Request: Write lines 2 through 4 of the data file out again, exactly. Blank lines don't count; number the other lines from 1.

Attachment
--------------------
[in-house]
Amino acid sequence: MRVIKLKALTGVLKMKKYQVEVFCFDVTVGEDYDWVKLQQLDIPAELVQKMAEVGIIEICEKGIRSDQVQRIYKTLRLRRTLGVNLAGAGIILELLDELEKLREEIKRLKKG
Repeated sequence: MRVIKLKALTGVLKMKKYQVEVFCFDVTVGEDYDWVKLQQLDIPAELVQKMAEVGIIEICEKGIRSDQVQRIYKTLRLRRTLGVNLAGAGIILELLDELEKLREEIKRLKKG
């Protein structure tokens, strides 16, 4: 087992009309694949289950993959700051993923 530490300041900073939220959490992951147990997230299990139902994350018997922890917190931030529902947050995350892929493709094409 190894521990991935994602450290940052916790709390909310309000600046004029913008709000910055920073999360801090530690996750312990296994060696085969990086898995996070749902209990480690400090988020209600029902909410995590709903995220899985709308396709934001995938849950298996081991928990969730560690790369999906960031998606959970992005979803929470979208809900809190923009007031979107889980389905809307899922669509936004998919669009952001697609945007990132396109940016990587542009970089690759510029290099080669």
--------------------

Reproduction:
Amino acid sequence: MRVIKLKALTGVLKMKKYQVEVFCFDVTVGEDYDWVKLQQLDIPAELVQKMAEVGIIEICEKGIRSDQVQRIYKTLRLRRTLGVNLAGAGIILELLDELEKLREEIKRLKKG
Repeated sequence: MRVIKLKALTGVLKMKKYQVEVFCFDVTVGEDYDWVKLQQLDIPAELVQKMAEVGIIEICEKGIRSDQVQRIYKTLRLRRTLGVNLAGAGIILELLDELEKLREEIKRLKKG
């Protein structure tokens, strides 16, 4: 087992009309694949289950993959700051993923 530490300041900073939220959490992951147990997230299990139902994350018997922890917190931030529902947050995350892929493709094409 190894521990991935994602450290940052916790709390909310309000600046004029913008709000910055920073999360801090530690996750312990296994060696085969990086898995996070749902209990480690400090988020209600029902909410995590709903995220899985709308396709934001995938849950298996081991928990969730560690790369999906960031998606959970992005979803929470979208809900809190923009007031979107889980389905809307899922669509936004998919669009952001697609945007990132396109940016990587542009970089690759510029290099080669």